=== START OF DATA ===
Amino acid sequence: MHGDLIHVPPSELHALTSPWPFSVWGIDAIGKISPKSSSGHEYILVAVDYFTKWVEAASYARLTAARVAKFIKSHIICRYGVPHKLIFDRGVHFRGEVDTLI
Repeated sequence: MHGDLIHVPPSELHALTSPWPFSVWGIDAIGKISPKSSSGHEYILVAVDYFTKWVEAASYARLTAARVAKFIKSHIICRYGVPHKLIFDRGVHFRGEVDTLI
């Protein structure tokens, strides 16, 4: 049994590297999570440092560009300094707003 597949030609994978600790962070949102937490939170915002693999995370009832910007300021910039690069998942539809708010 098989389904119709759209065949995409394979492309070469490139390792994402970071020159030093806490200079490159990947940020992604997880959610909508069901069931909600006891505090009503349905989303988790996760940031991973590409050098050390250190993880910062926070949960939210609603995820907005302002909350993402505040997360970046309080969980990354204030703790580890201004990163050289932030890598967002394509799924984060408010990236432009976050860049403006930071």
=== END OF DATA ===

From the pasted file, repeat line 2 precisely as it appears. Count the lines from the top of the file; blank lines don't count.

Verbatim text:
Repeated sequence: MHGDLIHVPPSELHALTSPWPFSVWGIDAIGKISPKSSSGHEYILVAVDYFTKWVEAASYARLTAARVAKFIKSHIICRYGVPHKLIFDRGVHFRGEVDTLI